OK, it's trite, arbitrary, western-centric and perhaps even politically incorrect. But the flipping of the calendar from the year 1999 to Y2K is compelling. Y2K: For how many of the past 1000 years would such a term have been meaningful? That it is, shows how central information technology has become in our thinking.
Yet, while we are making progress, getting usability the attention it deserves is still a struggle. While e-tailers are celebrating a possible $8 billion this year, a study reported by NPR found that some 40% of on-line shopping transactions were abandoned in frustration by consumers. Several of those were mine.
Ultimately, e-business will not succeed if using it is too hard or too uncertain. And those companies who concentrate on usability will have a strategic edge. Look at companies amazon.com, ebay.com and quicken.com. They may not be perfect, but their concern for the user experience shows. A couple of years ago, a Harvard study reported that only excellent customer experiences tended to produce repeat loyalty. When it comes to retaining customers, OK is just not good enough.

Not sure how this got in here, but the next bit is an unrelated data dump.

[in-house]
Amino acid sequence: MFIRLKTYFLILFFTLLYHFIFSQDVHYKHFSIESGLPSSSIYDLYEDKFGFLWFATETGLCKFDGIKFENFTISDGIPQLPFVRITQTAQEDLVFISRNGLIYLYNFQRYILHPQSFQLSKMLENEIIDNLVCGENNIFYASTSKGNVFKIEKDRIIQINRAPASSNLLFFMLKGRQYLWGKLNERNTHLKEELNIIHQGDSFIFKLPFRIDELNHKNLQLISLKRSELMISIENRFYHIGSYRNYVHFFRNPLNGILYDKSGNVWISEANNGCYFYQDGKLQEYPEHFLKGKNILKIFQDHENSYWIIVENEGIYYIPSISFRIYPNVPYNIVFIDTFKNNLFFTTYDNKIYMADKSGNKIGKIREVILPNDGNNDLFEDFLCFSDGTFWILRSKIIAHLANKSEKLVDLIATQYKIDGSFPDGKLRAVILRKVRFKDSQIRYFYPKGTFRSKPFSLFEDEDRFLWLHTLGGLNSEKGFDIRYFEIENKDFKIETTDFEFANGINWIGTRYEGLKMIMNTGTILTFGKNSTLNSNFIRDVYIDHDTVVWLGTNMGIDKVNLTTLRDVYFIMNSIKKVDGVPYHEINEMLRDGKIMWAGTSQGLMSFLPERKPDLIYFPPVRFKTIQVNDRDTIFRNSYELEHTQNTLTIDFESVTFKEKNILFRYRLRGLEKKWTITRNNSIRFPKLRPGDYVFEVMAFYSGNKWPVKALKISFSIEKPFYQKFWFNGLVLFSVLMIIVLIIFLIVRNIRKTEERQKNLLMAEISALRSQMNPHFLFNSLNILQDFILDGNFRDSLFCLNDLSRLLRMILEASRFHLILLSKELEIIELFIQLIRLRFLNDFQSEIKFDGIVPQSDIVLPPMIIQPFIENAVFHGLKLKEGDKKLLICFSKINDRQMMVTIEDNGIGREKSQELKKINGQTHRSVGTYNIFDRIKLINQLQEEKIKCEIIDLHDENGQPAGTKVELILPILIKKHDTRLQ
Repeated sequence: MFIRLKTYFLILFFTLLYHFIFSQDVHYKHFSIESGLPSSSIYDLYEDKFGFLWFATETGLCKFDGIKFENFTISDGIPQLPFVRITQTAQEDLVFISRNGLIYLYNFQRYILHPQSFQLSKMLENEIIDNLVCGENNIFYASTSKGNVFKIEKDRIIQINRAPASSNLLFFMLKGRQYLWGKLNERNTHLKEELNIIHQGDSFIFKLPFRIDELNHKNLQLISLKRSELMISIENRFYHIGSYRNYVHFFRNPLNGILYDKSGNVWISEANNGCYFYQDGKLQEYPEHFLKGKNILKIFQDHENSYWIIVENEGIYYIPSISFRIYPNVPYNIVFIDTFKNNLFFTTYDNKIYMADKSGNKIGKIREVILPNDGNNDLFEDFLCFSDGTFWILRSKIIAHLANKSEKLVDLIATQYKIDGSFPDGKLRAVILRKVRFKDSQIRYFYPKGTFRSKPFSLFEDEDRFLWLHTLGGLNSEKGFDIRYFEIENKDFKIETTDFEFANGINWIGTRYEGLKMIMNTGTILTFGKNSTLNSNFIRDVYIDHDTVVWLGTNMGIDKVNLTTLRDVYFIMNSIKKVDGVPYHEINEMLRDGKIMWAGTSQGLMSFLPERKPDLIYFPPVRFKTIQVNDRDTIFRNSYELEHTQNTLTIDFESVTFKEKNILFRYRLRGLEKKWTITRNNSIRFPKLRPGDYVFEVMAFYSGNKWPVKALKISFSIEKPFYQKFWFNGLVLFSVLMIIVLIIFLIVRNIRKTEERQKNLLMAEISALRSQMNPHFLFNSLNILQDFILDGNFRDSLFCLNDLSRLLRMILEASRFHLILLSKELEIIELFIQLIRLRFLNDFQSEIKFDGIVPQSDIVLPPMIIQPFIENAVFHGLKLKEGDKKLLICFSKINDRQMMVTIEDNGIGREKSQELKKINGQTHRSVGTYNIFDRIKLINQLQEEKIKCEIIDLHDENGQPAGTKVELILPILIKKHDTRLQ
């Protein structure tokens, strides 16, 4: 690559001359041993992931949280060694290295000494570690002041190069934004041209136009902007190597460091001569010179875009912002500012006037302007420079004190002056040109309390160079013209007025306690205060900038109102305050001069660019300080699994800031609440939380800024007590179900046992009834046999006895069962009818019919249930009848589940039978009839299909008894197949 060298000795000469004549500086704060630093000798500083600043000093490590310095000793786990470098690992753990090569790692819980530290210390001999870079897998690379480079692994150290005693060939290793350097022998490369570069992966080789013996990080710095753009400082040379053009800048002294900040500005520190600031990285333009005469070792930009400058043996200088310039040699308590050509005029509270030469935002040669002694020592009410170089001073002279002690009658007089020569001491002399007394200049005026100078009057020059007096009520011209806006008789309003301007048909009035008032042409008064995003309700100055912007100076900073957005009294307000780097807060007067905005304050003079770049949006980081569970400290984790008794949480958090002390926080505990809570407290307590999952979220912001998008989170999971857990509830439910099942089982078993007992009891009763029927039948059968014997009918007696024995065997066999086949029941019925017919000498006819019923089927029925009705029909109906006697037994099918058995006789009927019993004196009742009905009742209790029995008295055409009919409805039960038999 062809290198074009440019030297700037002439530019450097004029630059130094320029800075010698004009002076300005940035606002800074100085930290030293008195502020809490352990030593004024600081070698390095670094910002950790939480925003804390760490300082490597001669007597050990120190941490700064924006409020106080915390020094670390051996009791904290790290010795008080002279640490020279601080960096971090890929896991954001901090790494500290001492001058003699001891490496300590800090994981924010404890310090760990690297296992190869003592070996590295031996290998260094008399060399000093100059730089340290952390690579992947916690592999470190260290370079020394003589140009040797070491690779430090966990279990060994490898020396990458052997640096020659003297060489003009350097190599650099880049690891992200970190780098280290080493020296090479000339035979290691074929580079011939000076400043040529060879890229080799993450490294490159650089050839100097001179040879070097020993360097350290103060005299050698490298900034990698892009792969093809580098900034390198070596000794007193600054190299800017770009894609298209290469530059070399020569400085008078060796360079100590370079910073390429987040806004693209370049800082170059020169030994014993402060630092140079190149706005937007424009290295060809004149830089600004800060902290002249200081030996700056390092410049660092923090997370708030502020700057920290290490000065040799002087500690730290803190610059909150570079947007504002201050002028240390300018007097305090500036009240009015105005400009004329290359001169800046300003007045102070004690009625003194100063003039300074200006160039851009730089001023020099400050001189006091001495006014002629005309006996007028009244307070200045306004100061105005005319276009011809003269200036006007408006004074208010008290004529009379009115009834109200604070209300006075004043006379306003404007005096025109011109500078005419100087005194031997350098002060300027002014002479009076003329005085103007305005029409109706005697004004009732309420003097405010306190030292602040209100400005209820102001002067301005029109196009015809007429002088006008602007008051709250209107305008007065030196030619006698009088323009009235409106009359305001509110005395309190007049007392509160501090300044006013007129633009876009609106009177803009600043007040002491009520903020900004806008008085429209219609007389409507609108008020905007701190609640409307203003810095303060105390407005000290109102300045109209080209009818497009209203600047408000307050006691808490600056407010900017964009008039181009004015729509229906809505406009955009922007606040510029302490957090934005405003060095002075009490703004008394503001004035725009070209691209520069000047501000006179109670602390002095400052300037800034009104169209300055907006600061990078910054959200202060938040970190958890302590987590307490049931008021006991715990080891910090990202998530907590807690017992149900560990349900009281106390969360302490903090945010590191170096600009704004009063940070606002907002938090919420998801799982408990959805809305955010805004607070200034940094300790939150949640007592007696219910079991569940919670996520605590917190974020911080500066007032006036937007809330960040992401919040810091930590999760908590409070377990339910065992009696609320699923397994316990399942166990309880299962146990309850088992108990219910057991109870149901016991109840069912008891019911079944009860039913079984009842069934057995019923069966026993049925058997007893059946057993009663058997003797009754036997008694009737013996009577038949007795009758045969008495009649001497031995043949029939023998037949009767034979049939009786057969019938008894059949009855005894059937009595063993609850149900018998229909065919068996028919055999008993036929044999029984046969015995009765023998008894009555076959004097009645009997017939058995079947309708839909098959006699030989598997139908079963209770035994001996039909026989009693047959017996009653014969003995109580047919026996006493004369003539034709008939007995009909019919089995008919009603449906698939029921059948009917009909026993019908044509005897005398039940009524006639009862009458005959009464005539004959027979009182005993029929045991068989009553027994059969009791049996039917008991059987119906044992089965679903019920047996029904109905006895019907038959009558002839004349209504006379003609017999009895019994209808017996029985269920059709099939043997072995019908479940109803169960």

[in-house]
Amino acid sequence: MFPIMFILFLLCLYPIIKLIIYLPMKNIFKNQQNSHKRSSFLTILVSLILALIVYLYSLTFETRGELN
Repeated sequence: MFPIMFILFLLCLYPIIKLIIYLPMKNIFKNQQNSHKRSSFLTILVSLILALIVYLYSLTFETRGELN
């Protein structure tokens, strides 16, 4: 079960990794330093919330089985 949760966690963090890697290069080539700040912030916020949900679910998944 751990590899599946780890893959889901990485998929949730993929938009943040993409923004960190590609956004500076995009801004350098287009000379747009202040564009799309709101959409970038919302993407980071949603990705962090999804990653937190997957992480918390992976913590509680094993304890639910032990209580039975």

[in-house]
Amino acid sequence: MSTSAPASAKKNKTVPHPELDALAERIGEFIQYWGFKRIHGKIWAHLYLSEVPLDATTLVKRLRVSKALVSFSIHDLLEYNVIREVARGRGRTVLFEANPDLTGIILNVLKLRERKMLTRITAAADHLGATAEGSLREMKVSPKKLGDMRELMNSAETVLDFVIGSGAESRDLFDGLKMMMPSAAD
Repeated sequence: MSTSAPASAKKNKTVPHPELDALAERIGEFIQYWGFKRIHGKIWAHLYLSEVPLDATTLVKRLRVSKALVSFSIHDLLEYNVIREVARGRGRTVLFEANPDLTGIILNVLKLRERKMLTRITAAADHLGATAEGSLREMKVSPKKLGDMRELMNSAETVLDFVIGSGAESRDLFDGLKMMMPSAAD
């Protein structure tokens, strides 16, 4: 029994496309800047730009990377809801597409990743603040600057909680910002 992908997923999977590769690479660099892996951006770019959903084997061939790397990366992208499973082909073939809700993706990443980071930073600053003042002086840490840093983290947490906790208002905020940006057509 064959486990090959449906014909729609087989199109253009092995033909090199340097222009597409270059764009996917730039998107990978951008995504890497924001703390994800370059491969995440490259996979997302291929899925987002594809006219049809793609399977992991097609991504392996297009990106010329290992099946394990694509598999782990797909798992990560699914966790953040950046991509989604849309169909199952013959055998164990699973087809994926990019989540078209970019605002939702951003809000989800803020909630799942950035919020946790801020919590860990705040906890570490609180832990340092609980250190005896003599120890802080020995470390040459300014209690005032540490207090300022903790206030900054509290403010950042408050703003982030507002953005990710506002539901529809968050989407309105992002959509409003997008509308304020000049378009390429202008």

Perhaps the millennium will be a wake-up call for companies trying to reposition themselves as e-businesses. As an organization and as usability professionals, it is our mission to support them as they re-think their organizational priorities and processes.
How do we need to change to do this? If you could only pick one thing for us to do differently, what would it be?
That's the question I would pose to all of us. As always, I invite your comments on the UPA discussion server. If you are not already a registered, click here to sign up.
On a personal note, I want to acknowledge four Board members who are returning to civilian life. Janice James, Jeff Rubin, Sue Braun and Michael Muller have been warm, creative, supportive and energetic. I will miss their presence and wisdom.